Having a shared vision is supposed to make coordinating actions easier. It is also one way we avoid becoming victims of circumstance, “drifting in the marketplace”.
Producing shared vision, meanwhile, requires effective communication – and the larger the group, the more simple and direct the communication must be, or people won’t “get it”.
The challenge of simple and direct communication is that it requires great clarity of thought and more than a little courage.
– Leading Change (Kotter, 1996), pp. 89-90.
Which brings us to this topic of this post.
Sometimes I struggle with clarity of thought, and sometimes I struggle with courage. As I think about it, the first makes room for the second… but I need both to produce the shared vision I’m after.
Developing clarity of thought
I was in a management meeting back in 2003 where a divisional VP was complaining about corporate email services. She mentioned that IT infrastructure services should be “transparent to end users”.
Most IT leaders I know would generally agree with her – we try to avoid forcing end users (customers) to speak in our language, care about our server names or even notice when we need to upgrade an infrastructure component.
But how often do you think IT leaders integrate a simple statement like hers into their visions? I’d love to think the answer is “all the time”, but I expect that for every statement like hers that I remember, I’ve personally missed others that could have really shaped my vision.
So always be on the lookout for other examples that can help shape your vision – economic, technological, political or demographic.
Clarity helps produce courage
Then when you have a list or inventory of the domains that affect your vision, maybe the best way to refine them is to speak with others about them (that is, with those who are competent to speak about them).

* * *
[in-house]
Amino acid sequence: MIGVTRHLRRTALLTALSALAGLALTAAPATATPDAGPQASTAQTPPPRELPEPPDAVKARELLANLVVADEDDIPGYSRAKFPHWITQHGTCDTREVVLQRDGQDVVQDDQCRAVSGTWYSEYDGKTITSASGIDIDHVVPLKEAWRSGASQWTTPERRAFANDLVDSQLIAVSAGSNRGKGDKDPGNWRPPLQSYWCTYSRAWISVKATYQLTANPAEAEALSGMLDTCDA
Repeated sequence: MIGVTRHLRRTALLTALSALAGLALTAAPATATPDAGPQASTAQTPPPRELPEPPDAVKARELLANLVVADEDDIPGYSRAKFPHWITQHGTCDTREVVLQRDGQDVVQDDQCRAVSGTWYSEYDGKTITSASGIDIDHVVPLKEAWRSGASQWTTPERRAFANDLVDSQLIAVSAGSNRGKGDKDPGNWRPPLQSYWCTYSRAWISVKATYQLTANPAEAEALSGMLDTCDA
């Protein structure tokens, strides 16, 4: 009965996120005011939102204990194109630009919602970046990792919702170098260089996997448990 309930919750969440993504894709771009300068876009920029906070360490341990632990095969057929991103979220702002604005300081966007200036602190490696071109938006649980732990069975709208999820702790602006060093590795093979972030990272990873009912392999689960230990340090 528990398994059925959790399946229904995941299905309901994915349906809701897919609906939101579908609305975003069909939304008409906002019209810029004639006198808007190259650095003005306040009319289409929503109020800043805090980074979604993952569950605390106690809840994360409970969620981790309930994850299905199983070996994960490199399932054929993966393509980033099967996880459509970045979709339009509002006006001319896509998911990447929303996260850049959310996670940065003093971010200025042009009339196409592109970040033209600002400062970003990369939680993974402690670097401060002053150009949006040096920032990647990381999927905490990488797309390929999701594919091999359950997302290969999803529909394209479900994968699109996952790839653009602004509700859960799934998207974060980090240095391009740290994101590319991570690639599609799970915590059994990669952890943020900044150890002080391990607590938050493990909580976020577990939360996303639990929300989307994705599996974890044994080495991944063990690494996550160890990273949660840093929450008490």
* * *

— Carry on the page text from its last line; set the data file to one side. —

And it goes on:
Be open to their contradictions and their redirection. Your goal is not to be “right”, but to develop a vision that is clear against which you will have direction and focus for your work and your career. You don’t have to act on their philosophies, but you can accept that they think differently and use it to shape how you think, too.
Last week I was speaking with an IT networking client who was struggling to take on a leadership posture. When I asked him about his vision for his area of expertise, he spoke about “the cloud”, wireless, mobility, near field communications (NFC), various application services being provided by Google and similar companies, etc.
He could have picked up his inventory from ReadWriteWeb or any of a number of sources. Knowing the domains and the technologies involved is where many IT folks find strength, but by itself it does not translate into a vision of some future situation that others will follow.
It is in getting down to a deeper personal meaning that vision takes hold and helps in leading others.
So I asked my client, “What does the cloud mean to you?” What is its effect on your life, your work, your career? What will you exploit about it? In five years, what will your world look like because of it?
Ultimately, the better we can describe a future life in all the domains we care about (not just one), the more we can really clarify our vision.
It is not enough for my client to think about the cloud when he has many other concerns as well. Describing a good future meaning for each of his domains of concern will be a greater help to him.
Don’t leave it to chance, as just an inventory of technologies… describe it.
Don’t do it because somebody said your career will be more successful if you always look ahead five years.
Do it because your mind’s eye sees the future situation as an appropriate, consequential and powerful outcome of what you see happening today and how your actions are required to make it happen.
In The Fifth Discipline, Peter Senge describes a metaphor for creative tension as follows:
Imagine a rubber band, stretched between your vision and current reality. When stretched, the rubber band creates tension… There are only two possible ways for the tension to resolve itself: pull reality toward the vision or pull the vision toward reality. Which occurs will depend on whether we hold steady to the vision.
– The Fifth Discipline (Senge, 1994), p. 150.
Creative tension is a source of energy for “more than a little courage”. The better you can describe, the better you can see, the stronger the force you can bring to bear in sharing your vision with others.
Just remember to keep it simple as you communicate.
We can discuss more about courage in another post.